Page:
Just so people don't cry and say that I'm being a sexist, let me put refer to it from a male perspective.
I love, absolutely love the outdoors. While I was at college I had the opportunity to work my dream job at that time. I worked at an outdoors job and was a ski manager. With that job came a free season pass to the canyons and 60% off any retail gear I wanted. It was amazing and exactly what the "world" would consider ideal. But, during that time I had a wonderful opportunity to realize that there is much more to life than just skiing, biking, and rock climbing. Namely, family. If I pursued that avenue in life and remained a ski bum, how would I ever be able to provide for a future wife and children? All the 40 something ski bums I ever ran into who according to the world had all this "freedom" and happiness from pursuing their dream, were actually lonely, lost and confused. It was at that time that I decided that even though I wouldn't be able to bike, ski, climb and backpack as much (if at all) while in dental school, the opportunity to provide for my family work in a career that allowed to me give back to society and help people was much more meaningful than being a ski bum. But, that is not in alignment according to what the world thinks. The world would think that I am silly for giving up that dream, but the gospel has helped me put things in perspective. And that's the key to all of this, you have to look at things from an eternal perspective. Family truly is what matters most in this world, more than all the money, degrees and fame that anyone could ever achieve.

Cody said...

The scripture that I referred to is Matthew 10:39. I accidentaly left out "for my sake" which makes a big difference. I love this verse.

Lisa said...

I don't comment very frequently, but thought since I'm in relatively the same position that you were in 3-4 years ago, I could add my opinion. I personally do not feel like it is "unfair" to be a mother in Zion. Like Cody said, it depends on your perspective. It doesn't bother me what the world thinks because I know what our Heavenly Father thinks and how I feel about my decisions. I know that what I'm doing now is the most important thing for my family.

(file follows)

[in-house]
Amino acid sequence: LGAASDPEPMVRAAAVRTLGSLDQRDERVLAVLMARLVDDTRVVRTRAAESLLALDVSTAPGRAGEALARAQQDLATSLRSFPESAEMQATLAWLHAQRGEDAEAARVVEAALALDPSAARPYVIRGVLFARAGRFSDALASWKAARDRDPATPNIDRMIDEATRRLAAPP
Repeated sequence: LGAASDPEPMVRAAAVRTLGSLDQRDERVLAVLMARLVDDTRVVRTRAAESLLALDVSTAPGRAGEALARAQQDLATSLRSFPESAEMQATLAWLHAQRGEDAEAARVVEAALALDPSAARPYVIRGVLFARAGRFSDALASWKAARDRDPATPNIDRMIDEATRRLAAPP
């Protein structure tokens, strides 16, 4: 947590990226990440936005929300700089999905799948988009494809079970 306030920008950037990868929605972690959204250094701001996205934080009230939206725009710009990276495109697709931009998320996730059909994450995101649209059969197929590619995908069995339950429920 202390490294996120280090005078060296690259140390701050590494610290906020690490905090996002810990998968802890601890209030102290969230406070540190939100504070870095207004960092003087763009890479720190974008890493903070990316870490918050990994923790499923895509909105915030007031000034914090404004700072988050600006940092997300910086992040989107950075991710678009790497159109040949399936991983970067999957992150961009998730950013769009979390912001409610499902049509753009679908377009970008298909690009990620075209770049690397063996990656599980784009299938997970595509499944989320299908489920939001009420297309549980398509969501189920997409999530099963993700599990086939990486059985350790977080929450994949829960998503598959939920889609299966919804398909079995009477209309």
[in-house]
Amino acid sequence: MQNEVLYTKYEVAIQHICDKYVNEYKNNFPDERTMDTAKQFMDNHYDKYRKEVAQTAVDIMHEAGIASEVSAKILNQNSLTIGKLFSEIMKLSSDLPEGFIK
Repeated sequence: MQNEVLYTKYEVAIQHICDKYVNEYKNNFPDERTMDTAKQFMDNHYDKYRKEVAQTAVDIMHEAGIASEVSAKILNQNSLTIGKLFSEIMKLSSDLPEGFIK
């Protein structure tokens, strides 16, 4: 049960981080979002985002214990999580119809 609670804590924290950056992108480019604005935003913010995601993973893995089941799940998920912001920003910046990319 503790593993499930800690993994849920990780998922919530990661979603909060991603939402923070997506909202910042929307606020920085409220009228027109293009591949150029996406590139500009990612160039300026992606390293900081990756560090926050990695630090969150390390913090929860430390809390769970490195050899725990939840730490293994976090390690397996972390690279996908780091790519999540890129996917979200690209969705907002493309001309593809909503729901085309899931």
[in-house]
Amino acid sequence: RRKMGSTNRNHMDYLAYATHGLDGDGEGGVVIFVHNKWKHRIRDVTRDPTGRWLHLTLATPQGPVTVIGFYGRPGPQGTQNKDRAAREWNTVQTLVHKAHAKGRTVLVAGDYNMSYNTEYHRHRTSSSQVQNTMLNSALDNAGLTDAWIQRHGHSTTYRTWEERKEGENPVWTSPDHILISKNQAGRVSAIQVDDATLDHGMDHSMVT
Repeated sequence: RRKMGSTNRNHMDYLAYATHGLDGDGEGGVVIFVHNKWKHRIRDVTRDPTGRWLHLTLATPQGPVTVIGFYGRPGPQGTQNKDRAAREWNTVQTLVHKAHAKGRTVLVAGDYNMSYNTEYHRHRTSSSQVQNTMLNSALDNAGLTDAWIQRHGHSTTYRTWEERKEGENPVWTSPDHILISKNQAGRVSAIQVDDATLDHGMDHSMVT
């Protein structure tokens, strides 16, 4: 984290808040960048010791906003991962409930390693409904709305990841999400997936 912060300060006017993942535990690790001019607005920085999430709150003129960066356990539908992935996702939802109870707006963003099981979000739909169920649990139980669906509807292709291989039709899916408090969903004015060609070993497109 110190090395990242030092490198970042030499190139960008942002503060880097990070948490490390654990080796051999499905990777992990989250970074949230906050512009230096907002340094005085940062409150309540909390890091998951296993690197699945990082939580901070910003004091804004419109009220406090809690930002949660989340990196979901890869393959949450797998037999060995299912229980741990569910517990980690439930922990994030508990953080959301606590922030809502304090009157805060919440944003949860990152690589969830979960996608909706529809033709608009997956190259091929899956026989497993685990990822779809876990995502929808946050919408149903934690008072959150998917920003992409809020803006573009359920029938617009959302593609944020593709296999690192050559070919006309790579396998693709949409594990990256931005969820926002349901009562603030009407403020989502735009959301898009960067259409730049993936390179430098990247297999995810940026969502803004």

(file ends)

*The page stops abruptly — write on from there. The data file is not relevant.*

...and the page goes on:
I know you and Cody chose your professions to have that time to spend with your family and for that, I'm very grateful.

As for being a single mother in dental school, I disagree. It really isn't that bad, plus when you finally have a "real" job, you are still gone the same hours during the day. It definitely helps that you don't have to study when returning home, but church callings and other obligations can take up your evenings and weekends as well. If Cody was gone on business trips and he literally never came home, then I would feel like a single mom.

I feel that I can find the adult interaction if I really want it, I can make the time to workout so that my body is fit, and I can earn more education later in my life when the timing is better. Like it reads in Ecclesiastes 3:1, "To every thing there is a season, and a time to every purpose under the heaven:".

To wrap this up and not make my comment as long as Cody's :), I'll just say that it's best to not get caught up in the world and what they think, and make sure you are following the path that will make you happy in this life and in the next.

Carson Calderwood said...

Sorry, but you guys are completely missing my point.

Neither of us are reticent at all about our decision and agree with you whole heartedly about the joys that come from making the decisions that all of us have mutually made.

The point is that by doing so women DO put themselves in a vulnerable position and I don't think that women get enough credit for that. If, after all this sacrifice, I decided to leave Marisa I would be left with many temporal benefits that she would not get. And of course, she would have more blessings in the eternity. That is the exact reason why she makes the decision that she does, but it does not lessen the vulnerability!

Where The Wilds Things Are said...

Carson, I don't think you are being "worldly". You are simply offering a perspective that we don't consider that often. I have know doubt that Marisa is happy being a mom of three. Did she make sacrifices, yes, but well worth it. I think your families comments are very good and valid...the gospel does make us happy, and the world does not. However, all the things you stated about lack of education, earning power, physical appeal, etc are indeed a harsh reality for most women if their husband dies or divorces them. I married after earning my degree and working in my desired field for a few years, and we didn't have kids until I was months away from being 26 however, I would still have a difficult time getting a good job if anything happened to Cory. Thank goodness for life insurance right? Anyway, I appreciate your perspective. We as women do a lot for our families, but so do men. I am grateful for my role as wife and mother, and wouldn't trade it for a high paying job and freedom (just a few more date nights each month and more girls nights out).